scanf is declared in <cstdio> or <stdio.h>. It's also a varargs function which means that if you don't provide a prototype the behavior is undefined. Be sure to include either of those headers to fix the problem.

Edward would also suggest that this line is confusing because the behavior is unconventional. If you type any whitespace and/or press enter, nothing happens. If you type anything except whitespace and then press enter, the program ends, but only after that combination. The two most common keys typed when someone says "press any key" are the space bar and the enter key, so users would be stumped by how `scanf("\n")` works. ;)

not sure what you mean with global scope. I can now enter all numbers but having trouble with the sum part

``````#include <iostream>
#include <cmath>

using namespace std;

const int MAX = 10;

//Main Module
int main()
{
int A[MAX] ; // declare the size of the array
int sum ; // declare sum as integer
float mean ; // declare average as a float
int i; // declare i as integer
int number; // declare number as integer

cout << "This program computes the average of 10 numbers";
cout << endl ;

//create for loop
for (i = 0; i < MAX; i++)
{
cout << "Enter a positive number" << i << ":" ;
cin >> number;

// while else statement (INSIDE the loop) to calculate for user error

if (number < 0)
cout << "Invalid Entry! Enter a number greater than or equal to zero." ;

else

sum = 0;
sum = sum + A[number];[/ COLOR]}

mean = 1.0f * sum / 10.0f;

cout << "The sum is: " << sum << endl ;
cout << "The average is: " << mean << endl ;

return (0); // terminate with success
}``````

It is quite simple. User input the value into `number` not `A[number]` . So it should be `sum = sum + number` .

This:

``````else
sum = 0;
sum = sum + A[number];}``````

is equivalent to this:

``````else
{
sum = 0;
}
sum = sum + A[number];}``````

meaning sum is set to zero everytime through the loop and then a junk value, called A[number] is added to it, so it is still junk, unless the value of number is above 9 in which case your program will (hopefully) crash, since you are accessing memory you don't have control over.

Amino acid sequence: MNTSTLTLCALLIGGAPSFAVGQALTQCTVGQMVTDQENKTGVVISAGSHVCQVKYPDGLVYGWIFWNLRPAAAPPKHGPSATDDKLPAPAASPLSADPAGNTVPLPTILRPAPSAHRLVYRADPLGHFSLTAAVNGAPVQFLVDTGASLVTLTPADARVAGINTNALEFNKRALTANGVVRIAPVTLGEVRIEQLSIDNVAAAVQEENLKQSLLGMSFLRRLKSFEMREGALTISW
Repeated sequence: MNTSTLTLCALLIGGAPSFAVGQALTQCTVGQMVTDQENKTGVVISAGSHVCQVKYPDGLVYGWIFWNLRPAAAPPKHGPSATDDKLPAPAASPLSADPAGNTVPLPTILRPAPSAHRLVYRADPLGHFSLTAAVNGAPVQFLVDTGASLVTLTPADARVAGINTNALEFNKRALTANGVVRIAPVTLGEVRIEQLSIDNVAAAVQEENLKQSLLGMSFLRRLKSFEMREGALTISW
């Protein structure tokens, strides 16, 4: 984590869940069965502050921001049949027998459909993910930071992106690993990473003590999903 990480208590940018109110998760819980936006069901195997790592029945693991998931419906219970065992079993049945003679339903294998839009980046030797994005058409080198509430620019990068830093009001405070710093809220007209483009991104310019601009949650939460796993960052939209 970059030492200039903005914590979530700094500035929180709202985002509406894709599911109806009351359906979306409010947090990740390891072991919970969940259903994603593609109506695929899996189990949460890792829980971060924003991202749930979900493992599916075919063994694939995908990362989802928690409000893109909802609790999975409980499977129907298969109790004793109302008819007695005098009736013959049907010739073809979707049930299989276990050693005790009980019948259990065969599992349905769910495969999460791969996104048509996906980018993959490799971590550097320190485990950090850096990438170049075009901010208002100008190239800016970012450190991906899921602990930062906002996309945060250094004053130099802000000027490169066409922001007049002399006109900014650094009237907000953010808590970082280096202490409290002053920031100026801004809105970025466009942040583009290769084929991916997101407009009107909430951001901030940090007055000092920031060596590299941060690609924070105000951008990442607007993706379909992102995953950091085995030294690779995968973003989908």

Lesson #1: use curly brackets appropriately.
Lesson #2: always initialize variables
Lesson #3: always be aware of the valid range for indexes of the array.

If you are going to do the sumation on data entry then get rid of A. Otherwise do this program in three steps.

1) obtain values for A using loop #1
2) after loop #1 is done sum the values in A using loop #2
3) calculate the mean after both loops are done.

commented: well explained +5

Yet another tip.
There is a wonderful class valarray in C++ STL. It lives in (undeserved) obscurity.
If you declare your array as a valarray, for example:

``std::valarray<int> a(10);``

and fill it from the console (as an usual array), you may use its member functions, for example:

``````a.sum()             // to get a sum of all element values
a.sum()/a.size() // to get an average of...``````

No loops, no troubles...

i love scanf( "\n" ); :) i only use it to keep the program from stopping anyways, you can use system( "pause" ); for that and comment it out afterwards. i only use it cause i don't run my programs through cmd prompt by diring to it first, my compiler opens it in dos.

btw... i didn't know about the valarray thing...pretty awesome. still you have a less memory complexity using 2 variables

Thanks everyone for your help. I have it working now.

I have a question and I want to know how would you put test cases on this program. I have a similar program but i approached it a different way and so I'm trying to figure out how test it. I don't want the answer to my program but this one so I can get an idea of it